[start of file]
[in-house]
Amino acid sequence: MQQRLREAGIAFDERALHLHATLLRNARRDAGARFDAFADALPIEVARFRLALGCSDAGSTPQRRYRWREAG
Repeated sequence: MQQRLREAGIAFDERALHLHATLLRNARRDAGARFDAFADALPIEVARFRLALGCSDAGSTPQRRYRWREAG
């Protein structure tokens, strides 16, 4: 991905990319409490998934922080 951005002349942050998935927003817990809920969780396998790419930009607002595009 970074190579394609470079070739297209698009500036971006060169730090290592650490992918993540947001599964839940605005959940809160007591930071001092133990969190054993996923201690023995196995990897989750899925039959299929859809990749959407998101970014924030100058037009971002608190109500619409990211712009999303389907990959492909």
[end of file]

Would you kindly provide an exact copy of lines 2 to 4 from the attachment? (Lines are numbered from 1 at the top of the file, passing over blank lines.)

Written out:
Amino acid sequence: MQQRLREAGIAFDERALHLHATLLRNARRDAGARFDAFADALPIEVARFRLALGCSDAGSTPQRRYRWREAG
Repeated sequence: MQQRLREAGIAFDERALHLHATLLRNARRDAGARFDAFADALPIEVARFRLALGCSDAGSTPQRRYRWREAG
């Protein structure tokens, strides 16, 4: 991905990319409490998934922080 951005002349942050998935927003817990809920969780396998790419930009607002595009 970074190579394609470079070739297209698009500036971006060169730090290592650490992918993540947001599964839940605005959940809160007591930071001092133990969190054993996923201690023995196995990897989750899925039959299929859809990749959407998101970014924030100058037009971002608190109500619409990211712009999303389907990959492909």